Jarvis Landry was talking the other day at OTA’s about Ryan Tannehill, the Miami Dolphins quarterback who has been rehabbing an ACL injury since last season without surgery.
The quotes were casual, the tone relaxed, the scare apparently over.
“It hasn’t slowed him down,” Landry said when asked specificially about the large brace on Tannehill’s left knee. “His recovery process has been tremendous…We’ve been throwing together and now he’s just trying to find the rhythm, along with the timing, now that we’ve got the defensive line out there and the DB’s. He’s still competing like ‘17’ .”
That little bit of shorthand sounds good in this context. A player has to establish himself with teammates before they simply say his jersey number and everybody immediately understands what that designation entails. The trust. The track record. The recognizable picture of rising strength.
Tannehill is not a perfect quarterback, but after five seasons of watching him work it really is time to accept his leadership in full.
Landry, a top receiver and an outspoken pro, has done that. It’s one more demonstration of how fortunate the Dolphins are to have the quarterback position settled, and how uncommon that is around the league.
Look at Chicago. I liked the Bears’ choice of Mitch Trubisky at the No. 2 overall spot in April’s draft. He’s a big kid with lots of potential. There is no guarantee, however, that Trubisky will begin his rookie season as a starter, the way Tannehill did in Miami, or that Trubisky will match Tannehill’s progress five years out.
The Bears have tried to protect against disaster, signing veterans Mike Glennon and Mark Sanchez, but Sanchez injured a knee during OTA’s this week and is out until training camp. You never know what’s coming, even in light drills. You never know when a rookie quarterback will be pushed harder than he can stand.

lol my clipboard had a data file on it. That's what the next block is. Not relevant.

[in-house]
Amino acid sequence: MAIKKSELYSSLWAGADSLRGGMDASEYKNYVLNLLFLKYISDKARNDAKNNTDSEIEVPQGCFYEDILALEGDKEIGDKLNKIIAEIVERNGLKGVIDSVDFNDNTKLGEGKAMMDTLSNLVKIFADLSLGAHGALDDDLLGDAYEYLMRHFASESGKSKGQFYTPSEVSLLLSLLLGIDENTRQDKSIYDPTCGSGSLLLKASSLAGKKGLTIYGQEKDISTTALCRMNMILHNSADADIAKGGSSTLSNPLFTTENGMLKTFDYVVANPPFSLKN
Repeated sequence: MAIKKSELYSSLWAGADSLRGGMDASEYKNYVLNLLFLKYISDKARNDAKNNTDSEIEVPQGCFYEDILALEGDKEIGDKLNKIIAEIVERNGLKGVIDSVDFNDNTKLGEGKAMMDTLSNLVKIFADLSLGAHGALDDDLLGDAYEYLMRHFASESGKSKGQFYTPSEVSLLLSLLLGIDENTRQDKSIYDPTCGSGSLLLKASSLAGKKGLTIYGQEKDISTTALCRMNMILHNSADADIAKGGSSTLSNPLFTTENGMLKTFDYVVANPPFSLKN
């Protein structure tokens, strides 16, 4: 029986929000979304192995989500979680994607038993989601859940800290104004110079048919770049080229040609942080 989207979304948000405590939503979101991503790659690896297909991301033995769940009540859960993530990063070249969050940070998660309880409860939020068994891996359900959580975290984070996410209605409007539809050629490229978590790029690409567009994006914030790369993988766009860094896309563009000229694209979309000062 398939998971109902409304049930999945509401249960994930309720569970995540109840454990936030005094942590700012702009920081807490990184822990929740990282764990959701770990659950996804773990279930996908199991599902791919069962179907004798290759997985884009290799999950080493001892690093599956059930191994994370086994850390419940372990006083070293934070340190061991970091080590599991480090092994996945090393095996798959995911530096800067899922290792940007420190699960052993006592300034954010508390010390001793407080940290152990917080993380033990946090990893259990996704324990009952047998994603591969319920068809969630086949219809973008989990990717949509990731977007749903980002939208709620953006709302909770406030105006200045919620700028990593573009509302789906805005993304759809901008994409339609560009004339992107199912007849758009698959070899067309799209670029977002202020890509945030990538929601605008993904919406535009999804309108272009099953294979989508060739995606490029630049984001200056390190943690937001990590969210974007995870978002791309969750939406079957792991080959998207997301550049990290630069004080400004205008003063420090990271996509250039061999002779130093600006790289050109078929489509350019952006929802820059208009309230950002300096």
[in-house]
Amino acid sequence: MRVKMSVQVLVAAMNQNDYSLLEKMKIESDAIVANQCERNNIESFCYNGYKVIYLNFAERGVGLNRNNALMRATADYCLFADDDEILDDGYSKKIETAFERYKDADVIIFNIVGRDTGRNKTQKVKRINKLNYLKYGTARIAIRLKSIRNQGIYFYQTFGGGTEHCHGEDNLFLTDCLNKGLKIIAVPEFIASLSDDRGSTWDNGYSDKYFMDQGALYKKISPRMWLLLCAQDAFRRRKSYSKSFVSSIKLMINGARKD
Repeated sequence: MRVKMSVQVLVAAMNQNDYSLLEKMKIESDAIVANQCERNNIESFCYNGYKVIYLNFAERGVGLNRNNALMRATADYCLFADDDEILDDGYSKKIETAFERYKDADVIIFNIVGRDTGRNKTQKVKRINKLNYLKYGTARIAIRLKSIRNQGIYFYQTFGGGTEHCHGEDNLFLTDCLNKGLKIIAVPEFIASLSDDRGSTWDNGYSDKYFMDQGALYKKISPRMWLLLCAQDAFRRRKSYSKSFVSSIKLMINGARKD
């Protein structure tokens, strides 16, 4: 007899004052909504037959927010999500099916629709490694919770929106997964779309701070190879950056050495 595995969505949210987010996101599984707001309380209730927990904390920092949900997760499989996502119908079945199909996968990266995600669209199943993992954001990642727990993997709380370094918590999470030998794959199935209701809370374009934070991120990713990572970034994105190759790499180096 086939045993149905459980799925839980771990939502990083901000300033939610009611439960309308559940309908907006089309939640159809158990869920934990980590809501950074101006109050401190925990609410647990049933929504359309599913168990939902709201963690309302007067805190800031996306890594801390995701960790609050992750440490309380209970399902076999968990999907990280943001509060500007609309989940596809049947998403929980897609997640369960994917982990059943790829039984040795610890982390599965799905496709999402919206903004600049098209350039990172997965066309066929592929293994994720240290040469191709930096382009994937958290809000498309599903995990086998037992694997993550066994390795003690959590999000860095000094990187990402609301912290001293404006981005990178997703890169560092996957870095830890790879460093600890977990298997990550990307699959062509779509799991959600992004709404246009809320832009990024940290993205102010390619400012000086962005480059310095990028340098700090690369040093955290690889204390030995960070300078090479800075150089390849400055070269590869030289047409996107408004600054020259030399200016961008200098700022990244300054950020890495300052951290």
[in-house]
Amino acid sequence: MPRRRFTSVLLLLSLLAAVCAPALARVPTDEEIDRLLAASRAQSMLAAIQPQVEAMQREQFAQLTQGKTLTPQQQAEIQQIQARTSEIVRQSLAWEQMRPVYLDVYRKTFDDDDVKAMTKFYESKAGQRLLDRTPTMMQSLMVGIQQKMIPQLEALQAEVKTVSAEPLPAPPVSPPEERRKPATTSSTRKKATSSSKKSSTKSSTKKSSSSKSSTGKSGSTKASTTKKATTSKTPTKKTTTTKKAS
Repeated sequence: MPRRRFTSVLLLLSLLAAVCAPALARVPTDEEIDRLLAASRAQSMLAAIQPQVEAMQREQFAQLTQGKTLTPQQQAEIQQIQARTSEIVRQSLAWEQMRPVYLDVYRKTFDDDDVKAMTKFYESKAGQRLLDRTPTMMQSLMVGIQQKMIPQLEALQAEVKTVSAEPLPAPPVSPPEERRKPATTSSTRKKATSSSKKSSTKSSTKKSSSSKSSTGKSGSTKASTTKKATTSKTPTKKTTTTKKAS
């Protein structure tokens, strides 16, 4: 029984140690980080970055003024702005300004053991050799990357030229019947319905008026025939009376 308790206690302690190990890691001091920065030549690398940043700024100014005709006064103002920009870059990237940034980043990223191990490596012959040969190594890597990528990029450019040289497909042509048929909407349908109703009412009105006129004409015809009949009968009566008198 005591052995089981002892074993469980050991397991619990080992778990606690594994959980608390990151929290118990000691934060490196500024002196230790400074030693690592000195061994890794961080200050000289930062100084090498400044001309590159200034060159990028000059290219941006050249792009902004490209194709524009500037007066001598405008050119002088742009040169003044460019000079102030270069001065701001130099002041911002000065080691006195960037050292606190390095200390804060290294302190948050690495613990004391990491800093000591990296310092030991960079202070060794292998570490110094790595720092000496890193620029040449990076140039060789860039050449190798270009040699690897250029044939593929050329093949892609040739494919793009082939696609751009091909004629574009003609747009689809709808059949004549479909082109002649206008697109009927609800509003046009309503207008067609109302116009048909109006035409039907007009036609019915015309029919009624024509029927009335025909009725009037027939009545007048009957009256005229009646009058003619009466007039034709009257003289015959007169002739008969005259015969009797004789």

The Los Angeles Rams went all in with Jared Goff last year, taking the California quarterback first overall in the 2016 NFL draft. He played a lot in college and should have been ready, but Goff’s first start didn’t come until 10 games into a losing season, and his first win as a starter hasn’t come yet. New Rams coach Sean McVay won’t even say without hesitation that Goff is his No. 1 quarterback this summer.
The examples go on and on, but for now let’s focus on Tannehill and Trubisky. Both were lightly used as starting quarterbacks in college. Both were risky picks, high and hopeful, by their teams.
Would Chicago be happy with seven wins in Trubisky’s rookie season, and a doubling of his touchdown passes in Year Two? Seems like a yes, and that’s what Tannehill did in Miami.
Would the Bears get fed up with Trubisky and his 13 college starts if they failed to make the playoffs for a handful of years? It was that way with Tannehill, who started 19 games at quarterback for Texas A&M, but the Dolphins changed coaches without changing quarterbacks, and Tannehill wound up being one of the main reasons that Adam Gase, a highly coveted candidate, chose Miami over other offers.
Nothing is ever certain, especially with Tannehill suffering the first big injury of his career last December, but Miami seems to have a good answer at quarterback. The Bears and Rams are still seeking a comfortable foothold at the position. Same goes for the Broncos with Trevor Siemian, the Jaguars with Blake Bortles, the Browns with Brock Osweiler and company, and the Bills with Tyrod Taylor, who took a $10 million paycut to stay with the team under new coach Sean McDermott.
If any of those guys could play like “17” right now, could be counted upon by teammates like “17” is in Miami, they would take it and run.
Of course, Tannehill will have to show he can move like before once June moves on to the exhibition games of August and the real thing in September. For now, Miami has no doubts about who will and who should play quarterback.
That’s a real luxury, and it is Gase’s to enjoy in a way that half the league’s coaches cannot.